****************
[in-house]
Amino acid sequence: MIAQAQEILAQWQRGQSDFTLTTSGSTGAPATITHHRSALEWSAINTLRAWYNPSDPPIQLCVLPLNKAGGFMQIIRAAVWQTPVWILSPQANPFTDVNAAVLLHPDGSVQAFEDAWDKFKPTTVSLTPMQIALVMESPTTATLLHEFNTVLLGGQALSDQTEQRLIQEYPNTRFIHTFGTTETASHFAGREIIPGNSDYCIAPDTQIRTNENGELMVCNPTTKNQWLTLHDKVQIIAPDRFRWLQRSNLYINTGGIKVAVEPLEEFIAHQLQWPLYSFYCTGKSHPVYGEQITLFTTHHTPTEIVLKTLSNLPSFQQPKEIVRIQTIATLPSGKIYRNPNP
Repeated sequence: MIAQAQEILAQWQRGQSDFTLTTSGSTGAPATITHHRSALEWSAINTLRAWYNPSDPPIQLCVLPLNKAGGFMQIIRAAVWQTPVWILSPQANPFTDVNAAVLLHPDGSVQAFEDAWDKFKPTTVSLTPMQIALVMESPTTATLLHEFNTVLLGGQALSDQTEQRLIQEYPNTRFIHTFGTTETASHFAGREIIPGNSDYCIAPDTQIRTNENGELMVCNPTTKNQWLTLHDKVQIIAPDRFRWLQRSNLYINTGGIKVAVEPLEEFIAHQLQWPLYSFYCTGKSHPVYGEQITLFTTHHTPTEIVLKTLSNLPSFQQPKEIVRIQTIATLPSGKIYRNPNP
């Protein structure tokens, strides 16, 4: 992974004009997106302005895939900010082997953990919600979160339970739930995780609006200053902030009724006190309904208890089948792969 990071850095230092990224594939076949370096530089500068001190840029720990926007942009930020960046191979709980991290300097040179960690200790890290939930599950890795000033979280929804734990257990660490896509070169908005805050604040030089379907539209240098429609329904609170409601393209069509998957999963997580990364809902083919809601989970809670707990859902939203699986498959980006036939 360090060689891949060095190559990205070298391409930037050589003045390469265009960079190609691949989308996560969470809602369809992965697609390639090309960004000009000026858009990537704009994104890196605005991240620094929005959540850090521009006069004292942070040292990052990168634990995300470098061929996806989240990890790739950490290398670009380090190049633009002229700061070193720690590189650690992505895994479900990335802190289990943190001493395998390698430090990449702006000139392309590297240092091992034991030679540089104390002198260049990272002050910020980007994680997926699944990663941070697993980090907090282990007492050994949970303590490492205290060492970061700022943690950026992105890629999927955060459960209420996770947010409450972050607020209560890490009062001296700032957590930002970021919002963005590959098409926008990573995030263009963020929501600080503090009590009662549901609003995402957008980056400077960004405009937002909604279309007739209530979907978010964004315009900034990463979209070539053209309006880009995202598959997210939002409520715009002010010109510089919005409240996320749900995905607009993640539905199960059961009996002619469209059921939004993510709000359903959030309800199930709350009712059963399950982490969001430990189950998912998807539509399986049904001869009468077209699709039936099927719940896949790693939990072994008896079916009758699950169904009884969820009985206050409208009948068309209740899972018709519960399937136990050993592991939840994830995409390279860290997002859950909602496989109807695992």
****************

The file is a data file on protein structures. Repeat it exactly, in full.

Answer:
[in-house]
Amino acid sequence: MIAQAQEILAQWQRGQSDFTLTTSGSTGAPATITHHRSALEWSAINTLRAWYNPSDPPIQLCVLPLNKAGGFMQIIRAAVWQTPVWILSPQANPFTDVNAAVLLHPDGSVQAFEDAWDKFKPTTVSLTPMQIALVMESPTTATLLHEFNTVLLGGQALSDQTEQRLIQEYPNTRFIHTFGTTETASHFAGREIIPGNSDYCIAPDTQIRTNENGELMVCNPTTKNQWLTLHDKVQIIAPDRFRWLQRSNLYINTGGIKVAVEPLEEFIAHQLQWPLYSFYCTGKSHPVYGEQITLFTTHHTPTEIVLKTLSNLPSFQQPKEIVRIQTIATLPSGKIYRNPNP
Repeated sequence: MIAQAQEILAQWQRGQSDFTLTTSGSTGAPATITHHRSALEWSAINTLRAWYNPSDPPIQLCVLPLNKAGGFMQIIRAAVWQTPVWILSPQANPFTDVNAAVLLHPDGSVQAFEDAWDKFKPTTVSLTPMQIALVMESPTTATLLHEFNTVLLGGQALSDQTEQRLIQEYPNTRFIHTFGTTETASHFAGREIIPGNSDYCIAPDTQIRTNENGELMVCNPTTKNQWLTLHDKVQIIAPDRFRWLQRSNLYINTGGIKVAVEPLEEFIAHQLQWPLYSFYCTGKSHPVYGEQITLFTTHHTPTEIVLKTLSNLPSFQQPKEIVRIQTIATLPSGKIYRNPNP
């Protein structure tokens, strides 16, 4: 992974004009997106302005895939900010082997953990919600979160339970739930995780609006200053902030009724006190309904208890089948792969 990071850095230092990224594939076949370096530089500068001190840029720990926007942009930020960046191979709980991290300097040179960690200790890290939930599950890795000033979280929804734990257990660490896509070169908005805050604040030089379907539209240098429609329904609170409601393209069509998957999963997580990364809902083919809601989970809670707990859902939203699986498959980006036939 360090060689891949060095190559990205070298391409930037050589003045390469265009960079190609691949989308996560969470809602369809992965697609390639090309960004000009000026858009990537704009994104890196605005991240620094929005959540850090521009006069004292942070040292990052990168634990995300470098061929996806989240990890790739950490290398670009380090190049633009002229700061070193720690590189650690992505895994479900990335802190289990943190001493395998390698430090990449702006000139392309590297240092091992034991030679540089104390002198260049990272002050910020980007994680997926699944990663941070697993980090907090282990007492050994949970303590490492205290060492970061700022943690950026992105890629999927955060459960209420996770947010409450972050607020209560890490009062001296700032957590930002970021919002963005590959098409926008990573995030263009963020929501600080503090009590009662549901609003995402957008980056400077960004405009937002909604279309007739209530979907978010964004315009900034990463979209070539053209309006880009995202598959997210939002409520715009002010010109510089919005409240996320749900995905607009993640539905199960059961009996002619469209059921939004993510709000359903959030309800199930709350009712059963399950982490969001430990189950998912998807539509399986049904001869009468077209699709039936099927719940896949790693939990072994008896079916009758699950169904009884969820009985206050409208009948068309209740899972018709519960399937136990050993592991939840994830995409390279860290997002859950909602496989109807695992």